In 1921, a representative of the National Education Association called for the designation of a weeklong observance that would recognize the significance of public schools and educators.
The NEA and the American Legion called for the initiative due to the concern about illiteracy among World War I draftees.
In December of that year, the NEA and the American Legion co-sponsored the first observance of American Education Week.
Today, American Education Week is celebrated annually during the week prior to Thanksgiving. The observance recognizes “public education and honors individuals who are making a difference in ensuring that every child receives a quality education,” according to the NEA website.
The theme of this year’s observance, which started Monday and ends Friday, is “Great Public Schools: A Basic Right and Our Responsibility.”
In his proclamation, President Barack Obama wrote:
“Empowering students of all ages, backgrounds, and beliefs to challenge themselves to reach higher education can lift up a generation, allowing them to carry the torch of progress forward and make our world a better place.
“This week, let us recommit to the important work that remains and ensure every student in America can access the support, resources and opportunities they need to thrive.”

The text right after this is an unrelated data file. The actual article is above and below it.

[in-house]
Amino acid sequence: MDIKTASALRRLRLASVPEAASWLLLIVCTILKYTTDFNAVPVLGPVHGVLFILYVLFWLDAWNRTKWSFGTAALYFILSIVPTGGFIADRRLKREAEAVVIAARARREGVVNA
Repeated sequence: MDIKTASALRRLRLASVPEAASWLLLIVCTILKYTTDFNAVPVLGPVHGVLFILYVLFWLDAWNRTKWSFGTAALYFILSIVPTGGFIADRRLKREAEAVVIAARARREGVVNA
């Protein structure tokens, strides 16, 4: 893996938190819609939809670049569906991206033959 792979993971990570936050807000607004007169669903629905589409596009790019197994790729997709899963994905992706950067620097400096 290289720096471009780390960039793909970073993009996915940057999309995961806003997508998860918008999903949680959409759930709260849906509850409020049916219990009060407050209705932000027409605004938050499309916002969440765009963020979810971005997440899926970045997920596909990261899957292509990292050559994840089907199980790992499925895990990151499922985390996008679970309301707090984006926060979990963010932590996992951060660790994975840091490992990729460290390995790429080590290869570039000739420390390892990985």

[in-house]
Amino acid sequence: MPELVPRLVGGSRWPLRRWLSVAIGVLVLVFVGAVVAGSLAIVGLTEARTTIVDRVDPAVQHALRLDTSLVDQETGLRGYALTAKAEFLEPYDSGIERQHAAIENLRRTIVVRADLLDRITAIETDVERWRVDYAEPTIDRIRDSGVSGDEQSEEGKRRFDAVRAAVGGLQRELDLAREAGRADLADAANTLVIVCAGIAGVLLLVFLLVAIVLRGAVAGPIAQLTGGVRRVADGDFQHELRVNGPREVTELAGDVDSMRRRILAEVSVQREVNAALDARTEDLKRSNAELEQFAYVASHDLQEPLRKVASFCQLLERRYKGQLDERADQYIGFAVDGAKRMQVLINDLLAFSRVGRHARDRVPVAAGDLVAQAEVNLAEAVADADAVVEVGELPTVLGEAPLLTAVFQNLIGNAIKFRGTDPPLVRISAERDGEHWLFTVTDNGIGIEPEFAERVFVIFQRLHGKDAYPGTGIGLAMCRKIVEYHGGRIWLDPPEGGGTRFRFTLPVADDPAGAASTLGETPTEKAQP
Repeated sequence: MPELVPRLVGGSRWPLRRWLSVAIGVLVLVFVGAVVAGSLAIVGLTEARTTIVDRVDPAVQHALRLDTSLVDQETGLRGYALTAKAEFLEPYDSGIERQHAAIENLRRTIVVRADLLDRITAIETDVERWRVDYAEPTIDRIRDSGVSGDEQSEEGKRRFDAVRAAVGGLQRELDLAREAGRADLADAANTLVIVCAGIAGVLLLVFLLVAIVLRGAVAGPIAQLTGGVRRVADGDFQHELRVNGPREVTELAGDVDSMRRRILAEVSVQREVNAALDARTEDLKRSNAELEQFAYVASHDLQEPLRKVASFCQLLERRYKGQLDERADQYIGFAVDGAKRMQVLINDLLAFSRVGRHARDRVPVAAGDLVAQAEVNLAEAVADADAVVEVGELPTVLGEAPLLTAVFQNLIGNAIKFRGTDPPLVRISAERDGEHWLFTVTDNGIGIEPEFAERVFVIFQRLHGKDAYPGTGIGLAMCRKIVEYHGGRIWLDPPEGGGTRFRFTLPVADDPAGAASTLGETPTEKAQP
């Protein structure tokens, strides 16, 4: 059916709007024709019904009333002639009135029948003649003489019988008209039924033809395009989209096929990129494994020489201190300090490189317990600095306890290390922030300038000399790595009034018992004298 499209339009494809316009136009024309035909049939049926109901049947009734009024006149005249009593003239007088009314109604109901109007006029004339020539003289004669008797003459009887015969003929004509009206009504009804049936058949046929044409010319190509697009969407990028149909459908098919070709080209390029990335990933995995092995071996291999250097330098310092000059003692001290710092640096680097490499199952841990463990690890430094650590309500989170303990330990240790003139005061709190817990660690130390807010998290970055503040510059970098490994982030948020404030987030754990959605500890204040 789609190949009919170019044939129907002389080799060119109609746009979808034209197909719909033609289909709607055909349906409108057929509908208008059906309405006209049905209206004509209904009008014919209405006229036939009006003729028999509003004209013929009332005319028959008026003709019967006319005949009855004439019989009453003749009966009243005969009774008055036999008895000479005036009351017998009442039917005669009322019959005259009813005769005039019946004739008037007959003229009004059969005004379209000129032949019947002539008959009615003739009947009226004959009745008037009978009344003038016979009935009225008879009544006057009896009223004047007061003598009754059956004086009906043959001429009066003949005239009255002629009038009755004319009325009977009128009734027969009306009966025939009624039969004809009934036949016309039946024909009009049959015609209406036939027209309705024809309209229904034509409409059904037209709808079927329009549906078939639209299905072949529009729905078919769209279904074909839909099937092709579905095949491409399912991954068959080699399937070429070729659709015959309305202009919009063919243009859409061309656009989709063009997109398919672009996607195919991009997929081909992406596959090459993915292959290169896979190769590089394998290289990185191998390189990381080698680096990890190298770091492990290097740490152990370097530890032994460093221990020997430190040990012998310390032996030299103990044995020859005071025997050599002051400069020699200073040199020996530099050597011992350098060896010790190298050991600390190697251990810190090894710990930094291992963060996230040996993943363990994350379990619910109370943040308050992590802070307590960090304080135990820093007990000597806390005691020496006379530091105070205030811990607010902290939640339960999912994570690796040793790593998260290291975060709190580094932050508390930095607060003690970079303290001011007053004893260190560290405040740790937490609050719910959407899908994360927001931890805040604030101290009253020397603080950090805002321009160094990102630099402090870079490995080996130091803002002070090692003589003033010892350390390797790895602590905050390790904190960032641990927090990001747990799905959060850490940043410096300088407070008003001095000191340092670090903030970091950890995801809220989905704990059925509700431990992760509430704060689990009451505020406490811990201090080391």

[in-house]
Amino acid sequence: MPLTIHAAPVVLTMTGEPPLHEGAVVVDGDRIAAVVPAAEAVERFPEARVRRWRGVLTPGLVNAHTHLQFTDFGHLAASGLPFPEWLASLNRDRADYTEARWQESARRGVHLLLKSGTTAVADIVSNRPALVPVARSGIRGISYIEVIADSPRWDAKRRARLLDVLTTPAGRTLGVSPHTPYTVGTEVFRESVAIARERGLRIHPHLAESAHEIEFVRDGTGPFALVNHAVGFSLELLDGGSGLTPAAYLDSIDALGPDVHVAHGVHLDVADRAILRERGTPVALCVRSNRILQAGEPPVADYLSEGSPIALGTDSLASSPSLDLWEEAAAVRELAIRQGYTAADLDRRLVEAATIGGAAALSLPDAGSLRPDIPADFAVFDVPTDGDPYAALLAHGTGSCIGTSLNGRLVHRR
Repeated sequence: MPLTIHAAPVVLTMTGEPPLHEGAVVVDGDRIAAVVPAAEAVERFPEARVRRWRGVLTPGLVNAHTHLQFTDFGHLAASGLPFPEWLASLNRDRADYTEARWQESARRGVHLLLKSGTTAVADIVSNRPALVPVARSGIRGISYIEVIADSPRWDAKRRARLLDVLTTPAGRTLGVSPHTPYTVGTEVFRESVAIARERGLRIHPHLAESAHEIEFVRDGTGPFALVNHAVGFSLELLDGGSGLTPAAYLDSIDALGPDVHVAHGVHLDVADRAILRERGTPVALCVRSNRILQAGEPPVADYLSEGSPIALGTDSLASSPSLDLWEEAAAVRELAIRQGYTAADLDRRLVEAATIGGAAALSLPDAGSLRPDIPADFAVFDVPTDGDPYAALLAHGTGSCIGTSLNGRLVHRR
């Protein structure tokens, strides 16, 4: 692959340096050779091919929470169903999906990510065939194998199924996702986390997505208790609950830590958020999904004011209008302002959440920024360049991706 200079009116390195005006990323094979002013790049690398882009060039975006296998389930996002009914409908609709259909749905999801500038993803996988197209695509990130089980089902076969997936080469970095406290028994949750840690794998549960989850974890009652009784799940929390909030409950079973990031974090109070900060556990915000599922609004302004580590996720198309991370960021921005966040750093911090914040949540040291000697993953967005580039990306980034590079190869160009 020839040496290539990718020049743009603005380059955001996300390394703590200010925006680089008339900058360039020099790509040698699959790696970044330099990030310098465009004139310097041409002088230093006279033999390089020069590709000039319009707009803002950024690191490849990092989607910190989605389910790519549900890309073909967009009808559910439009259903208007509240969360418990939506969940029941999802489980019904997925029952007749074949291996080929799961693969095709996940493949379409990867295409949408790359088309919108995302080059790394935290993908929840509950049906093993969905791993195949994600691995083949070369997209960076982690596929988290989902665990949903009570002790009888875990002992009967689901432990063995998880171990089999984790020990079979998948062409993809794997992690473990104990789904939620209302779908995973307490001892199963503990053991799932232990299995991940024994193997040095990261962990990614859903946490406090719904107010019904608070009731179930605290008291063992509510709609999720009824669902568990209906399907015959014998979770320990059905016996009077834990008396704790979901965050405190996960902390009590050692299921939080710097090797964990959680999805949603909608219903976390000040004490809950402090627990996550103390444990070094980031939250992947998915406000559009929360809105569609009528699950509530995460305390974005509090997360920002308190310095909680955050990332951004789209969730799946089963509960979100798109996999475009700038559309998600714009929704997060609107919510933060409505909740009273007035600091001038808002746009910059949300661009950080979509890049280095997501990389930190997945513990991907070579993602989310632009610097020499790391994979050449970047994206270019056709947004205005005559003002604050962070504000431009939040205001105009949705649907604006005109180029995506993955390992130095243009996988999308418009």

The NEA suggested daily themes throughout the week to help schools and educators acknowledge the observance.
•Monday-Kickoff Day: The event presented all Americans with the opportunity to celebrate public education.
•Tuesday-Parents Day: Schools were encouraged to invite parents into the classroom for hands-on experience of what the day is like for their child.
•Wednesday-Education Support Professionals Day: Schools were encouraged to recognize support professionals who make up 40 percent of school employees nationwide.
•Today-Educator Day: Community leaders across the country are invited to serve as educators in their local public school district to get a glimpse of a day in the life of a school employee.
•Friday-Substitute Educators Day: Schools are encouraged to recognize substitute teachers who are called upon to replace regularly employed teachers.
Several Fort Meade schools are celebrating American Education Week with activities and events for both students and parents.
•Manor View Elementary School conducted several parent information sessions earlier in the week that included inviting parents to have lunch with their child and sponsoring an introductory Mandarin Chinese class for parents.
Manor View is an International Baccalaureate Primary Years Programme school and offers Mandarin Chinese as a foreign language for its IB students.
On Friday, the school will host a science assembly.
•MacArthur Middle School offered a series of morning activities for students focusing on kindness and bullying, college and career readiness, and literacy.
•Meade Middle School is hosting Parent Involvement Day today to provide information on topics ranging from Common Core math requirements, preparing for college, and the social and emotional development of children.